I recently read a blog in Edweek highlighting a report about how social and emotional learning can empower children and transform schools. The report, released by Civic Enterprises for the Collaborative for Academic, Social and Emotional Learning (CASEL), overwhelmingly confirms that academic outcomes and performance are directly linked to social and emotional learning. The report further indicates that although teachers understand, value and endorse social and emotional learning, they also say there isn't enough "priority in schools" to teach and promote these skills.
The blog writers included this quote from the report: “Now we must act to ensure our students and teachers are equipped with the knowledge and skills they need to be successful in school, work and life." This message seems a direct reference to the Common Core State Standards and an indirect additional claim that "time" to teach social and emotional skills continues to be eaten by other topics.
As an educator and literacy coach for 17 years, I need to rant.
Teachers know that it doesn’t make sense to continue to approach these critical life skills in isolation. These skills are not separate from the objectives of daily lessons and content-area curriculum. Learning is not packaged in neat, individualized compartments. Perhaps this message isn’t clear to some, but as teachers work in the classroom we learn—over and over—that kids need to feel safe in order to learn.
This report clearly outlines benefits of social and emotional learning ranging from improving school climate and boosting academic performance to increasing student interest in learning and reducing instances of bullying. The report, however, also talks about programs and school-wide initiatives. No wonder teachers are concerned about time.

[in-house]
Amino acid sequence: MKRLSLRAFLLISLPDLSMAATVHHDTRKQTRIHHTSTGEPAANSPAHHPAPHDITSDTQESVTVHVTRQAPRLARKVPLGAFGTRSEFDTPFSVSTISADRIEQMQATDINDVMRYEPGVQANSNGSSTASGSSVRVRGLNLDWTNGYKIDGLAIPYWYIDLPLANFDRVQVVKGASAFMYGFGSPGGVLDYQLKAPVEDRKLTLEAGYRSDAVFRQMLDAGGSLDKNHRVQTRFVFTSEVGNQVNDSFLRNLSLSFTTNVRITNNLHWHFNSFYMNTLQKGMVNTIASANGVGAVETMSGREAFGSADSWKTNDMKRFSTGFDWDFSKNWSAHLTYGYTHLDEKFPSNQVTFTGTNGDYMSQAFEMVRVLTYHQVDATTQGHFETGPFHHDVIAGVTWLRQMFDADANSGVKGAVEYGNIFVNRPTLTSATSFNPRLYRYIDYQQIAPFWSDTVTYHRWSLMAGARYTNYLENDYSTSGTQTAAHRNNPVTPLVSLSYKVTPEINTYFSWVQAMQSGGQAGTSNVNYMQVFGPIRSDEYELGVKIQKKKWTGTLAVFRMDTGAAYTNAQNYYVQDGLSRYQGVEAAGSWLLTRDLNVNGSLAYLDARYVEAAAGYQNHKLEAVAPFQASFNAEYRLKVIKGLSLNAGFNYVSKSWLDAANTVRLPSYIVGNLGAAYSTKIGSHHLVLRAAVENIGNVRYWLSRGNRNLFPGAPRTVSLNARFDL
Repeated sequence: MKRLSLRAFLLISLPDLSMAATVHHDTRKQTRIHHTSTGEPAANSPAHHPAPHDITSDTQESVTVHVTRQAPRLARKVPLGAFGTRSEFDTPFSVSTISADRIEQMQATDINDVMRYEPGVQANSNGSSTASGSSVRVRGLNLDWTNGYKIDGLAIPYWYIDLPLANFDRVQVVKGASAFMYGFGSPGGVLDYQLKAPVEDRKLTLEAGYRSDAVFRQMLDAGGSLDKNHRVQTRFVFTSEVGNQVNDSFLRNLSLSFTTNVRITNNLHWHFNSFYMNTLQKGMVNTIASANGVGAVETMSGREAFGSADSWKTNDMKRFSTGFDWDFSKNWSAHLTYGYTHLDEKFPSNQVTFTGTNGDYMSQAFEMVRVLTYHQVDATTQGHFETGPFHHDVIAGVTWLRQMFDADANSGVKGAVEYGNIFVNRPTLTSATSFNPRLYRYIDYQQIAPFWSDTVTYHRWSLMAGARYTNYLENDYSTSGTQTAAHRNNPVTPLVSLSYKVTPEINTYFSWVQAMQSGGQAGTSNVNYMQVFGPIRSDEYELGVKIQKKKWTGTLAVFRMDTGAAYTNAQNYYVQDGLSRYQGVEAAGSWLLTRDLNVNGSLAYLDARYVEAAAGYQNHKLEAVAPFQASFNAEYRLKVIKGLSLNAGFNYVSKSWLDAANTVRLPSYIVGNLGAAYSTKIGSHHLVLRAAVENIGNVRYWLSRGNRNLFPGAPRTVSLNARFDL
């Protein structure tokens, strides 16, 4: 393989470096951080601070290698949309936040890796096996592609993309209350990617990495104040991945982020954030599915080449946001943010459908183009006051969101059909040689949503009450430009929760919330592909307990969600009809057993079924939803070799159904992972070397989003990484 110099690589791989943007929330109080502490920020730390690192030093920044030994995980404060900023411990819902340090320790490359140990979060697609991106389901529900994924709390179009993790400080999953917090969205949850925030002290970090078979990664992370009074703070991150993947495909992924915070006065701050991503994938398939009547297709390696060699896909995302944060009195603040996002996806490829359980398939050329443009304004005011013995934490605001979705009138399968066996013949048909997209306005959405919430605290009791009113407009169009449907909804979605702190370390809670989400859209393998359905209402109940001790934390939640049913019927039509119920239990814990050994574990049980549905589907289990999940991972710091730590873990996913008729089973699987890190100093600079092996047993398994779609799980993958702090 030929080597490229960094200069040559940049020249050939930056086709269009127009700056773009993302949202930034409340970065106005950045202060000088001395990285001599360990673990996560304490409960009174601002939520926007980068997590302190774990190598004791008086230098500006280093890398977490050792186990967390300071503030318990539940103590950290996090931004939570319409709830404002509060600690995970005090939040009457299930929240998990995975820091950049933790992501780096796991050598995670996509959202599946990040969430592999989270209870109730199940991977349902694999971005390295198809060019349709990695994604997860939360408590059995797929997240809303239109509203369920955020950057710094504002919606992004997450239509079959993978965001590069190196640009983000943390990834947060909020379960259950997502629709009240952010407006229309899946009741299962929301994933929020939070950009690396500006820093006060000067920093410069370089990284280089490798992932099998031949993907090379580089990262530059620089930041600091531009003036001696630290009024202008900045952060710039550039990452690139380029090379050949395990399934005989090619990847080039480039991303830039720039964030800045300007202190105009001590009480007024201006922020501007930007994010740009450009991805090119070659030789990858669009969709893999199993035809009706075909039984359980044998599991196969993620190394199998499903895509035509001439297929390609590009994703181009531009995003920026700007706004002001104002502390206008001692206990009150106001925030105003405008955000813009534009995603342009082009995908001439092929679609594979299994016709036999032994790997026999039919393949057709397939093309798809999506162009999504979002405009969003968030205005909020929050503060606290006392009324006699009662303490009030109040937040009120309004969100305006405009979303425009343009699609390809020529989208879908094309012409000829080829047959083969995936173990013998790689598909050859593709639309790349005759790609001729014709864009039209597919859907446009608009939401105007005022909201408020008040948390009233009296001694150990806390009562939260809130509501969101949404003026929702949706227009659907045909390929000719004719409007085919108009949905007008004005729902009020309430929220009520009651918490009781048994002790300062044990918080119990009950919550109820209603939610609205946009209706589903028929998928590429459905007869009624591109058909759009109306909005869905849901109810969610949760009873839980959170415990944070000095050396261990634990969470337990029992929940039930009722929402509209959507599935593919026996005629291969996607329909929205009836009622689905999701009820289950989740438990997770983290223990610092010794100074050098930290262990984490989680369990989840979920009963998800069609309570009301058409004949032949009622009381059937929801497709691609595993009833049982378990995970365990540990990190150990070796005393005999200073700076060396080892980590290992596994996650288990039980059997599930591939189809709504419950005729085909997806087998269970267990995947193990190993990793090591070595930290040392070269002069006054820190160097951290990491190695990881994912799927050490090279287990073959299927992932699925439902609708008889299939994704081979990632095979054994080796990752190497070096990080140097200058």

When we teachers plan a lesson, social and emotional learning should be at the top, mapped alongside the essential content-area skills. As we work toward getting our students college and career ready, we should want their learning to include skills that transfer to new classrooms, social settings and work environments.
When I was a classroom teacher, my students often read and created together, drafting, editing and revising with peers. When I plan lessons that include cooperative learning or collaboration, I identify the necessary social and emotional skills for collaboration. I ask myself some essential questions in planning:
- Can the student say, “Thank you!” when someone gives her a compliment?
- Does the student know how to take turns?
- What listening skills are necessary for this activity to succeed?
These are not content-specific questions, but they are critical to the success of the lesson. These questions drive the planning for addressing the social and emotional aspects or “hidden” curriculum.
Social and emotional learning should be embedded in everything we do as teachers, and teachers want best practices for teaching these skills. Teachers need support.
Self-awareness, self-management, social awareness, relationship skills and responsible decision making should be present within every lesson, not treated as a “special” school-wide initiative or program added to what teachers are already using. Seamless integration is how we help children make meaningful connections and develop understanding together with other learners in their classroom community.
I love that the resources we create here at Teaching Tolerance provide teachers the tools to address the hidden curriculum without adding separate programs or cutting content. Teachers need support in doing what they know will help students.
Ok, rant over.
Wicht is a teaching and learning specialist for Teaching Tolerance.